22 July 2019
It is a big relief to many, particularly Penangnites, when the federal government confirmed the project to expand the capacity of the Penang International Airport (PIA) to 20 million passengers per annum (mppa) from 6.5 million mppa currently.
The international airport in the tiny island served 7.8 million passengers in 2018 — four times more than its population of 1.76 million.
To triple the airport’s capacity, Finance Minister Lim Guan Eng was quoted by the media as saying the expansion could cost up to RM1.2 billion.
Another government official, however, told The Edge Financial Daily that the expansion might cost RM700 million. Since the details, such as whether there will be a swimming pool like in the Changi Airport, are not finalised yet, the total cost remains unknown.
That said, when contacted, Malaysia Airports Holdings Bhd (MAHB) confirmed with The Edge Financial Daily that the group has the financial strength to undertake the expansion.
“Yes, an application for Malaysia Airports to fully fund the (PIA expansion) project under the proposed Malaysian Aviation Commission (Mavcom) Regulated Asset Base (RAB) framework has been submitted and is now waiting for approval. Malaysia Airports is in a position to fully fund the project on its own,” it said in an email response.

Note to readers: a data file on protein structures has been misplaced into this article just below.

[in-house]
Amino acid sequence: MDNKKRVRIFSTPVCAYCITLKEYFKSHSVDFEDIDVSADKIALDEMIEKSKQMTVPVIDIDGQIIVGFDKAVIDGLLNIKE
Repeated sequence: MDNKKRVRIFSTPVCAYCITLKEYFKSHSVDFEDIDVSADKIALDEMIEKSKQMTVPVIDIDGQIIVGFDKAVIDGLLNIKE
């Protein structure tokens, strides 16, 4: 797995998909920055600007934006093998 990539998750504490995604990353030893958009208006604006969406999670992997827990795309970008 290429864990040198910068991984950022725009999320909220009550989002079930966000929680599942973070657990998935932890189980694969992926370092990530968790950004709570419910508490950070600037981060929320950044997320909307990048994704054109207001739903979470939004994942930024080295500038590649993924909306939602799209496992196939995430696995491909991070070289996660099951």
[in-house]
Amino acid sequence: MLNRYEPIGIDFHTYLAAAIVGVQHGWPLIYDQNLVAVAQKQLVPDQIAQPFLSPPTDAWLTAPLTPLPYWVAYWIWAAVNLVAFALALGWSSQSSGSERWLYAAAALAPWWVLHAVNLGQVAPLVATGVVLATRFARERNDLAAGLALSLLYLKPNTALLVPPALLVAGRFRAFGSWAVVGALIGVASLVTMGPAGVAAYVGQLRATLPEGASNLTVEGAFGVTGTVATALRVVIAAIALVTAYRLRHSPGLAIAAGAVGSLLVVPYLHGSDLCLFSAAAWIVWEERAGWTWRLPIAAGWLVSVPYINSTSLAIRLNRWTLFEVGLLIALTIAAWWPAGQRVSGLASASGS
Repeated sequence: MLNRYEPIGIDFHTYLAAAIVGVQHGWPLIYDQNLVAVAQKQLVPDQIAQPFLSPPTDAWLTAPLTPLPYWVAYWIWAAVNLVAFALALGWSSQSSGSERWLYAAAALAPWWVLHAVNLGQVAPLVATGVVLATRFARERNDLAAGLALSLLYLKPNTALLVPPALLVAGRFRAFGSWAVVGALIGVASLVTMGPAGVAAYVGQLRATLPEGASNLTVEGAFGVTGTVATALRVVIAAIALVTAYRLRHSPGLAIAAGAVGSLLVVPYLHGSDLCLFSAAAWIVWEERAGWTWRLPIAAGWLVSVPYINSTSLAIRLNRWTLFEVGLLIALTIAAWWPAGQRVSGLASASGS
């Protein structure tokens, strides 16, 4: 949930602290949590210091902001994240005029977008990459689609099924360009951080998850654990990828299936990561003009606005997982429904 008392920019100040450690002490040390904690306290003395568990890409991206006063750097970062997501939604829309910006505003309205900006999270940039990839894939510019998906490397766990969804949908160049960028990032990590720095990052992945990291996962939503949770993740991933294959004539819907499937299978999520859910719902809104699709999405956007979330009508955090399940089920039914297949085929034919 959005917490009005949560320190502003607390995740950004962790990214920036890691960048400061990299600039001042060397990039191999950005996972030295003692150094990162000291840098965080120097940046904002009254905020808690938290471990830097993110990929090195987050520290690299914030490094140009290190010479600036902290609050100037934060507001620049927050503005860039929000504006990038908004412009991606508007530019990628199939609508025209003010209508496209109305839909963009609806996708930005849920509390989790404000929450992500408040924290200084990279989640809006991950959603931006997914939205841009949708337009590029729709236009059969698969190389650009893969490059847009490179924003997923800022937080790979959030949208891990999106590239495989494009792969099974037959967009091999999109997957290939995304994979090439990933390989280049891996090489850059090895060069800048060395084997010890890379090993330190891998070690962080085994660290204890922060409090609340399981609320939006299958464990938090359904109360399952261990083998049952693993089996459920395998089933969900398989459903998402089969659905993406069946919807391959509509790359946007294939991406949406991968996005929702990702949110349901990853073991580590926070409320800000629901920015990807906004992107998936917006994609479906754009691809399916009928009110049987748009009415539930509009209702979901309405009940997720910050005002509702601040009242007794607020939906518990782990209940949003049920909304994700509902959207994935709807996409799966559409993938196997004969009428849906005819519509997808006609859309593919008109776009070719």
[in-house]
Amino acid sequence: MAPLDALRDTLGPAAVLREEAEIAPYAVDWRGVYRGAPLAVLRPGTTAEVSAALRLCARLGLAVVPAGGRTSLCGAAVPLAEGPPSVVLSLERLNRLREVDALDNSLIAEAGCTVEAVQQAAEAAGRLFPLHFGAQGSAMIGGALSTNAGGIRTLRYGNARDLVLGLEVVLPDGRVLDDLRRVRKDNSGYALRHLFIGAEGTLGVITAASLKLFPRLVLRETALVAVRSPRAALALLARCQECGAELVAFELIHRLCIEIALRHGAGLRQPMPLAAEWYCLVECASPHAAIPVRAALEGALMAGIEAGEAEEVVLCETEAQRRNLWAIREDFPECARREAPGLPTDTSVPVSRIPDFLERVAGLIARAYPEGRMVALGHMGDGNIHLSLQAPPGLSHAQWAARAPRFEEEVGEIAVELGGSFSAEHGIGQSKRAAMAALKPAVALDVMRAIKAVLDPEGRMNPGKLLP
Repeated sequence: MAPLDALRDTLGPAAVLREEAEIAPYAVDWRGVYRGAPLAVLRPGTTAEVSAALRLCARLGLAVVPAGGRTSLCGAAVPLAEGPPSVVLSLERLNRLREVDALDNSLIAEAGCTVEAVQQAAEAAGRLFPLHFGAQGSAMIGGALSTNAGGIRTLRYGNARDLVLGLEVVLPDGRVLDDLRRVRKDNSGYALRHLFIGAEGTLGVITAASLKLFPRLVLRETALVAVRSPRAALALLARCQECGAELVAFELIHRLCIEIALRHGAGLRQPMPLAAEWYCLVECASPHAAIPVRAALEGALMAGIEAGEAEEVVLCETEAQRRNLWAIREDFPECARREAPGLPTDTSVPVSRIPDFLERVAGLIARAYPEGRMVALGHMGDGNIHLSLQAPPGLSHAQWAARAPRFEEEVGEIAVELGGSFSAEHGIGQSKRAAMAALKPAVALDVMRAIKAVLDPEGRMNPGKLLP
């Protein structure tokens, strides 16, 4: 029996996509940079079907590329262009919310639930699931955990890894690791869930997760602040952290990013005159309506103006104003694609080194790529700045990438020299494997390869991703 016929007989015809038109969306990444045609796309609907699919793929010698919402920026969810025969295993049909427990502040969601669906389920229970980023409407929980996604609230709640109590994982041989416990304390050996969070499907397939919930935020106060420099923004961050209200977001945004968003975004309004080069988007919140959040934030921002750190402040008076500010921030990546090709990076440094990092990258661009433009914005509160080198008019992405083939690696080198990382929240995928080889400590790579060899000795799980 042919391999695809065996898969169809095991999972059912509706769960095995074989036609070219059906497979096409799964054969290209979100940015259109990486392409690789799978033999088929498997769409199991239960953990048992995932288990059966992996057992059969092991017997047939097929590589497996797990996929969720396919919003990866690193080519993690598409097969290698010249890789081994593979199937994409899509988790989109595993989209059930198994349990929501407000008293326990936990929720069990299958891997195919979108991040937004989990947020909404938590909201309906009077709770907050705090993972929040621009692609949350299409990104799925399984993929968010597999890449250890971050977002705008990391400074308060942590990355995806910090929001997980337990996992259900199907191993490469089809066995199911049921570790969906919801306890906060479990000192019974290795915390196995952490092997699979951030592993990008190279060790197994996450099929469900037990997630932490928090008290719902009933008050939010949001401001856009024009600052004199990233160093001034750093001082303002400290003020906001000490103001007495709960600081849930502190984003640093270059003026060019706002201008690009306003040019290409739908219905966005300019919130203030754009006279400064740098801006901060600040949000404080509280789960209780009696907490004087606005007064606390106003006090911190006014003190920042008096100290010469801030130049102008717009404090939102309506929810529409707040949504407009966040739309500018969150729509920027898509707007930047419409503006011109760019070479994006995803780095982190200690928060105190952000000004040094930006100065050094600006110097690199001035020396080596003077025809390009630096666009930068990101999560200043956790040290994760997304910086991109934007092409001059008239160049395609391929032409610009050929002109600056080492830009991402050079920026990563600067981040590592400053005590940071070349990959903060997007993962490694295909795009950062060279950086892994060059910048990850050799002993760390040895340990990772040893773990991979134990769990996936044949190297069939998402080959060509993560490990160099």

Weeks ago, after Penang Chief Minister Chow Kon Yeow revealed that “certain issues” have hampered the progress of PIA expansion, MAHB issued a statement on July 2 saying it has obtained the ministry of finance’s approval to begin the project, and construction is expected to start in the first quarter of 2020.
However, this does not mean the federal government has given the green light for MAHB to solely fund and be in charge of the expansion, although MAHB is expected to be granted the project.
Like it or not, certain quarters could recall MAHB’s track record on the development of klia2 that cost RM3.98 billion. Until now, the facilities that have been put in place compared with the money spent remains a debatable issue. Also, the upgrading works of the PIA in 2010 ended up in a legal dispute with contractor Syarikat Pembinaan Anggerik Sdn Bhd.
“Like it or not, MAHB, although it operates many domestic airports for decades, is still lacking the experience of airport developments, a task undertaken by the government in the past.
“One question arises: Will MAHB be able to handle the procurement of such a large-scale project, one that could cost over RM1 billion?” asked an analyst who declined to be named.
The analyst stresses that procurement is an important part of the project that will determine the level of cost-efficiency and help to avoid any cost overrun.
Under the RAB, MAHB is incentivised to invest more in capital expenditure (capex) by giving the airport operator a certain rate of return for every ringgit spent in capex in the future.
It is worth noting that Transport Minister Anthony Loke understands that the main challenge to the domestic aviation sector is the government’s tight fiscal position, while the development of airport infrastructure requires big money. The RM40 billion allocation as development expenditure in the national budget is just not enough, he told The Edge Malaysia weekly in an interview in May.
Loke believes the country should leverage on the private sector, tapping its financial muscle and expertise, to develop and modernise the country’s 39 airports.